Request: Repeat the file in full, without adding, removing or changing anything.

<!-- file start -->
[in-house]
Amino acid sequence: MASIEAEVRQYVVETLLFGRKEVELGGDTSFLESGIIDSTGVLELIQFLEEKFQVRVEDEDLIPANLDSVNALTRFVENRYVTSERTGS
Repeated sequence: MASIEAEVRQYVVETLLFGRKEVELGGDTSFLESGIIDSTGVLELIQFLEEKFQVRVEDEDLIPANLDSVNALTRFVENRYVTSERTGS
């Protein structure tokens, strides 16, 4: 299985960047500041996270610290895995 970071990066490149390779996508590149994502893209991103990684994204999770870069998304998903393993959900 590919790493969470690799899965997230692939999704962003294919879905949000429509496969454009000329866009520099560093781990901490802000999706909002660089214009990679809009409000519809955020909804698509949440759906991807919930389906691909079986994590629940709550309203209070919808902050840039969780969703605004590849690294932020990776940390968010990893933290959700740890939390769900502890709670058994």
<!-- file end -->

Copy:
[in-house]
Amino acid sequence: MASIEAEVRQYVVETLLFGRKEVELGGDTSFLESGIIDSTGVLELIQFLEEKFQVRVEDEDLIPANLDSVNALTRFVENRYVTSERTGS
Repeated sequence: MASIEAEVRQYVVETLLFGRKEVELGGDTSFLESGIIDSTGVLELIQFLEEKFQVRVEDEDLIPANLDSVNALTRFVENRYVTSERTGS
């Protein structure tokens, strides 16, 4: 299985960047500041996270610290895995 970071990066490149390779996508590149994502893209991103990684994204999770870069998304998903393993959900 590919790493969470690799899965997230692939999704962003294919879905949000429509496969454009000329866009520099560093781990901490802000999706909002660089214009990679809009409000519809955020909804698509949440759906991807919930389906691909079986994590629940709550309203209070919808902050840039969780969703605004590849690294932020990776940390968010990893933290959700740890939390769900502890709670058994």